The ramblings of a disturbed man set out in the meticulous fashion in which he formed them for all to see. This obsessive tracking of each day is something we have come to associate with psychosis or other mental illness.
Though we didn’t like the exhibit especially, we are still talking about. It strikes me now as a wonderful glimpse into the pain of what it is to be human. At least this man had an outlet for all the complaints that many of us swallow in the effort to be gracious human beings!
But at the same time, I don’t know if it’s art. I wonder if perhaps it would be better characterized as anthropology.
But when a doodle become an art piece? When you have thousands of them lined up side by side? Continue Reading
Will and I embarked on a three-country European vacation last month. The first country we visited was Germany where we were hosted by our friends Spencer and Ann Marie. Thank goodness for friends!
The sheer number of amazing museums and other wonderful things to do in and around Berlin was fairly overwhelming, but did not preclude an awesome stay.
When I went away to college, I showed an interest in photography by signing up for a Photography course.
My father lent me his old Nikon camera– those were the days before digital cameras. He gave me instructions, many of which where to help with navigating the manual camera. The one that has stuck with me, and, I believe, has had the most lasting impact on my photography, was to hold the camera vertical in relation to the earth, to look for straight lines in the subject and to mirror them in my photo.
I thank my father on this Father’s Day for these instructions and for that indispensable advice. Coming from a long line of artists on both sides, I know that I have many to thank for my ability to find a subject anywhere, and to look for the best possible manifestation of that subject. But I know that realistically without my father’s guidance, I would have been thrown into the deep end — kicking and screaming with no way out, and that instead, I was gifted an incorrigible eye for photos, for art, and for life.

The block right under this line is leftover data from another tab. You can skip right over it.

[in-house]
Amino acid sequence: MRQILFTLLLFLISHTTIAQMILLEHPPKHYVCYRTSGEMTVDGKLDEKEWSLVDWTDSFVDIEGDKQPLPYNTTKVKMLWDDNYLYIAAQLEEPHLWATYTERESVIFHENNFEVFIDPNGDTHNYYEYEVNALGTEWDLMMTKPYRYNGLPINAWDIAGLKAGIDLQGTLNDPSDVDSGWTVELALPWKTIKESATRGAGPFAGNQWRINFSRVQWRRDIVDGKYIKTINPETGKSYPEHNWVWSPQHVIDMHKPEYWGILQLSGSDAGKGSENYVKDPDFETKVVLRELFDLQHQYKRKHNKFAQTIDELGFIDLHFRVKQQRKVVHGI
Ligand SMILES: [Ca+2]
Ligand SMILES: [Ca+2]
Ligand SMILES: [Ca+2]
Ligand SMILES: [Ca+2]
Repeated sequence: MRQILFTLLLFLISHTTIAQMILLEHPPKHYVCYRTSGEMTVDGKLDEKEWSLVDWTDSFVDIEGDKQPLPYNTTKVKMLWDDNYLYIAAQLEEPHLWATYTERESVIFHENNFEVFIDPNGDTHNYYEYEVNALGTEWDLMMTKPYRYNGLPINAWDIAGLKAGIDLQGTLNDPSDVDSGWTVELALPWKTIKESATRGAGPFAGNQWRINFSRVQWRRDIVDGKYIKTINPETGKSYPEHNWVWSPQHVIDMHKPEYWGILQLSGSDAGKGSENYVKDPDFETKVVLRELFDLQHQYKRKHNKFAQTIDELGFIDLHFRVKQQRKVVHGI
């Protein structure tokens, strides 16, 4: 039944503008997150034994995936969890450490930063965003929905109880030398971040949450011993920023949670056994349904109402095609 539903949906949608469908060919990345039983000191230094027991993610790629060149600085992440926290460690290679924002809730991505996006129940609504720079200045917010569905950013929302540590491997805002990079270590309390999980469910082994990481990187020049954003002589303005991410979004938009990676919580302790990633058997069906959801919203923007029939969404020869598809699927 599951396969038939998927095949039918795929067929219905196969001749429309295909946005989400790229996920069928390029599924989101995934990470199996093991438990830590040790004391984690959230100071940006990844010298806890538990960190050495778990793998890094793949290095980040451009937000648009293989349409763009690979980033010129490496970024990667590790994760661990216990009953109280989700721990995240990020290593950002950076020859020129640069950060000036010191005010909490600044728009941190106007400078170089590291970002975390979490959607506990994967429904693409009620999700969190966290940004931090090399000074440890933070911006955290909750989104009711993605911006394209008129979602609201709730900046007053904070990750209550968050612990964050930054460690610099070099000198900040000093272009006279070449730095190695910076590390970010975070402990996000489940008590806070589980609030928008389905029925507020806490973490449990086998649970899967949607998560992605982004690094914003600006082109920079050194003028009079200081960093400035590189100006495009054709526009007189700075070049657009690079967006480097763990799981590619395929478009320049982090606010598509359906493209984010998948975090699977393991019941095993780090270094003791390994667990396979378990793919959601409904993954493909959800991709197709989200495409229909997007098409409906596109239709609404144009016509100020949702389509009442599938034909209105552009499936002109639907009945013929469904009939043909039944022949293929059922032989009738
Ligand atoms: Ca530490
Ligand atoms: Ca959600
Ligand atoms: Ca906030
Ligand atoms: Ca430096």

With this in mind on this Father’s Day, Will and I embarked on an adventure on our first day in Villa Nova I La Getru, Spain. With a richly colored country side, and character-filled landscape, there was hardly a lack of inspiration. These are a few of the unedited photos I took. Continue Reading
I am glad to be back at work, but I am disappointed.
This new jenniferheller.com is not conveying the hilarity it is supposed to be. Also, Daily Pictures is asking just too much of me. Though I do like using a photo for each post. That’s good. Continue Reading
my road were littered with beautiful red leaves instead of the second guesses and regrets I see today.
Christmas has a new heartthrob!
I have never understood why retailers expect us to swap everything in our house out for holiday themed versions. Personally, I use a lot of red around the house, so much of what I own fits right in for the holidays. Also, I have a huge number of things I’d rather store. Even the 2 1/2 foot fake tree I found for $20 on Craigslist is a burden most of the year.
I am a sucker for homemade Halloween decorations, though. Somehow there’s always room for them.
I always have. Everyone always says that as a Californian you learn to dress in layers. Having lived and visited elsewhere, I always wonder why they claim that be a uniquely Californian thing.
I will always avoid moving to New York–you cannot avoid the subway and it is so ridiculously hot in winter–practically the inverse of the outside temperature. My clothes and coat become sweaty and uncomfortable, and the moisture freezes again when you leave the subway.
Honestly, I don’t know how anyone lives there. But I do miss my friends that do.